Natchez aldermen vote to notify casino of failure to comply

Published 12:00 am Wednesday, February 23, 2011

NATCHEZ — Casino talk filled the air at the Natchez Aldermen meeting Tuesday night as the board voted to support a motion to notify Natchez Enterprises that the development group has failed to comply to the financial agreement both parties entered into in 2008.

The board voted 5-1 in favor of the motion, with alderman Bob Pollard voting against it.

Natchez Enterprises is an affiliate of the Lane Company, which now works with and helps fund Premier Gaming for the project.

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Alderman Dan Dillard said that on Feb. 21, 2008, the Mississippi Gaming Commission granted approval to Natchez Enterprises to proceed with development on the casino if they produced signed financial documents for the project.

“They never produced them,” he said. “That is the closest we have gotten to proceeding with the development.”

Dillard said the contract says it expires after six months if the company fails to make “substantial progress.” Substantial progress is defined in the contract as gaining site development plan approval from the Mississippi Gaming Commission.

Dillard said Natchez Enterprises has failed to comply with the option agreement, and actions need to be taken.

“It has now gone beyond any level of expectation as to how long this will go on,” he said. “This is giving notice that we don’t believe they have made enough progress.”

Dillard said the main problem he has with the company’s lack of progress stems from the lease of the land for the casino.

“The truth of the matter is that these guys, when asked, say they have a 99-year lease,” he said. “The whole deal was contingent upon them getting their finances in order, and they didn’t.”

Natchez Mayor Jake Middleton said he wanted to make sure the board understood the importance of the vote before they decided.

“I just want the board to understand that there are not a lot of casinos being built right now anywhere,” he said. “If we have to start over, we are looking at another two years down the road before anything can happen.”

Middleton said there is always an interested party for building the casino, but when finances are brought up, the interest fades.

“This is a business,” he said. “Think about what (Premier Gaming) has put into the project. If it isn’t working for them, then they aren’t making money either.”

Middleton said the company has put approximately $4 million into the project already, and recent talks with Premier Gaming have gone well.

“After speaking with them, they said things were picking up speed,” he said. “There are two groups interested in helping fund the project, and they said they were really close to what they felt like would be a deal.”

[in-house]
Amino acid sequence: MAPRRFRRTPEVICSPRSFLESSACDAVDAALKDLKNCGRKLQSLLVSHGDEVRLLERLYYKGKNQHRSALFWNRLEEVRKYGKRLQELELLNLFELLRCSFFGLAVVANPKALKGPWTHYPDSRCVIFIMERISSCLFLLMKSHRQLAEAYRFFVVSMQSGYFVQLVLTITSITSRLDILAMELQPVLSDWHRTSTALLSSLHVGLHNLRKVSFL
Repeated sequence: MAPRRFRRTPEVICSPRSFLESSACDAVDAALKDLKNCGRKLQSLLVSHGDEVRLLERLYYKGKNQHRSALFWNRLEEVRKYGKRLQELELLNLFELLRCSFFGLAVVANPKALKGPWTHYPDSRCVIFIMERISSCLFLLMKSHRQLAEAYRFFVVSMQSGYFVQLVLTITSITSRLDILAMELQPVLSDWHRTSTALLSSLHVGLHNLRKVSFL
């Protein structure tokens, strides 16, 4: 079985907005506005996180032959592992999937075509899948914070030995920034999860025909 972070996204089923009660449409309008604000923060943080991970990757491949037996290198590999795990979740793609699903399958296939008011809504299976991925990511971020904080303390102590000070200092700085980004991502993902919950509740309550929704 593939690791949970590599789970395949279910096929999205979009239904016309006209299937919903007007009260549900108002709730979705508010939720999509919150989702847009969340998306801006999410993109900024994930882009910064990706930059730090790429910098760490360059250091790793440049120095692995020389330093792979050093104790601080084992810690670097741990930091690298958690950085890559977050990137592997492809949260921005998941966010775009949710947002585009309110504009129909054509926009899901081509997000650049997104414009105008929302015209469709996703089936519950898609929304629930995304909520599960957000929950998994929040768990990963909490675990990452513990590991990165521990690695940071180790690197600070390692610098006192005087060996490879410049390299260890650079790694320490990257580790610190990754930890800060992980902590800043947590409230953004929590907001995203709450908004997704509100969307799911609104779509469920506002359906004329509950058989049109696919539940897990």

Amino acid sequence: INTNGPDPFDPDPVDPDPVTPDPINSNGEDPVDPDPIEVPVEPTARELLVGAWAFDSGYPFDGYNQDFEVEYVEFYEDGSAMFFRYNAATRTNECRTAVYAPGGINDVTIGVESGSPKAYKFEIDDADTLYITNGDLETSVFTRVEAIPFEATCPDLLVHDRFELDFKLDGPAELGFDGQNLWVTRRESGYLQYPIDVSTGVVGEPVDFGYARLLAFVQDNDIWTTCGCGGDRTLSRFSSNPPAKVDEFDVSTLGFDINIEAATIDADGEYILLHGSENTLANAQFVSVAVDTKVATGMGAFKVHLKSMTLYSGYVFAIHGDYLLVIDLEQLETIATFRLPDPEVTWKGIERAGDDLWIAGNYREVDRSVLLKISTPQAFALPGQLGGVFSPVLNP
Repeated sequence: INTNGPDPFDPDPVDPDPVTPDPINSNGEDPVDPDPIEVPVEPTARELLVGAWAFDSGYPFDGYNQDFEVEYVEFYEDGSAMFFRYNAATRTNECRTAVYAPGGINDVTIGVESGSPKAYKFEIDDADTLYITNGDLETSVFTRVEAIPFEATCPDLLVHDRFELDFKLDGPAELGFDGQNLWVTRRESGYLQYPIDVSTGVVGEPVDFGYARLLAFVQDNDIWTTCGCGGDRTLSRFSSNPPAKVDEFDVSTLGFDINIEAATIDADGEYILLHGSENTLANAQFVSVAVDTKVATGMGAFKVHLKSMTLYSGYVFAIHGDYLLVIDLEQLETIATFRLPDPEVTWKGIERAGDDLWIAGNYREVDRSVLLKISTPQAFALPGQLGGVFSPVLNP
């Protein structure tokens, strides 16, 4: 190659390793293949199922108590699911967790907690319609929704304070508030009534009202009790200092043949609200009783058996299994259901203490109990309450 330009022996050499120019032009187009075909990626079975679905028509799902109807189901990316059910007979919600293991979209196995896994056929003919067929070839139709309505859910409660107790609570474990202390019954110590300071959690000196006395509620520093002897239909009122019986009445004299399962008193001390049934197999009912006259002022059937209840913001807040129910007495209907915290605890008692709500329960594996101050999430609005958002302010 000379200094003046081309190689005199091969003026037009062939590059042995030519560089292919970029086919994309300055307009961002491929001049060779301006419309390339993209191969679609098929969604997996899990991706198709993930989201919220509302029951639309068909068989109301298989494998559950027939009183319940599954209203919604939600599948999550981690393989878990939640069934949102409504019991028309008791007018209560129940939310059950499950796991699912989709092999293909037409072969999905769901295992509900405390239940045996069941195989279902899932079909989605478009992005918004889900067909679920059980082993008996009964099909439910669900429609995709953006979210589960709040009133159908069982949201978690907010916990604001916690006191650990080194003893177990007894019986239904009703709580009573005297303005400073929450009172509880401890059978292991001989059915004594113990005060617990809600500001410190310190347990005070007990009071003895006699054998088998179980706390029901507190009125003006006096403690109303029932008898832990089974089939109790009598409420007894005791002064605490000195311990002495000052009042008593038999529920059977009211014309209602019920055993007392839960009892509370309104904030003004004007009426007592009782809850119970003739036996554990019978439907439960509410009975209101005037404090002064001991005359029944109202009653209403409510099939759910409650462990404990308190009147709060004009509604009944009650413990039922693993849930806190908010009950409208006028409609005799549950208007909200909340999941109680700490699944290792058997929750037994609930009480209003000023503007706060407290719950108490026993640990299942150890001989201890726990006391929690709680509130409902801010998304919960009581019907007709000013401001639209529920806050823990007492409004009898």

In other news:

4 Alderman Tony Fields spoke to the board about giving assistance to residents of Brumfield Apartments and Oak Towers Apartments.

Oak Towers has also served as a building where Catholic Charities has carried out several successful programs to help the community, Fields said.

Managers and owners of the Brumfield School Apartments recently abandoned both of the buildings, leaving the residents who occupied the building with nowhere to go.

Former manager and owner of the apartments, Stafford Management Industry, slipped letters under residents’ doors Jan. 27 and in the mayor’s mailbox Jan. 25 saying they will no longer be running the building starting Feb. 1.

Fields said since the tenants of Brumfield were abandoned by their owners, he has spoken with Natchez Water Works and the local power companies so they can continue to provide services.

“Our first responsibility is to make sure the short-term needs of those participating in these programs will not be adversely impacted,” he said. “We need such services to continue to be provided until the program is closed down at least on a temporary basis or until something more successful can be brought on line the city, or preferably by the present owners or other developers.”

Fields said on March 31 the buildings and programs will be at least temporarily shut down, requiring residents to relocate.

“We are working to get the residents of Brumfield out of there and into appropriate housing,” he said. “Anyone who is affected by this needs to make sure they apply for their transfer voucher from through the Mississippi Regional Housing Authority. It is very important that you do that.”

Fields said the residents need any help they can get to get through this difficult situation.

“Manpower, trucks, financial assistance, anything at all will help,” he said. “It is not right to ask them to relocate, and it just be on them.”

4 The board voted unanimously to award Jordan Kaiser and Sessions the bid for engineering services for Daisy Street for a community development block grant.

4 The board also opened bids for a contract to mow and trim select city streets, including John Quitman Road, Liberty Road, Memorial Park and the river bluff.

The board took eight bids ranging from $23,120 to $135,000.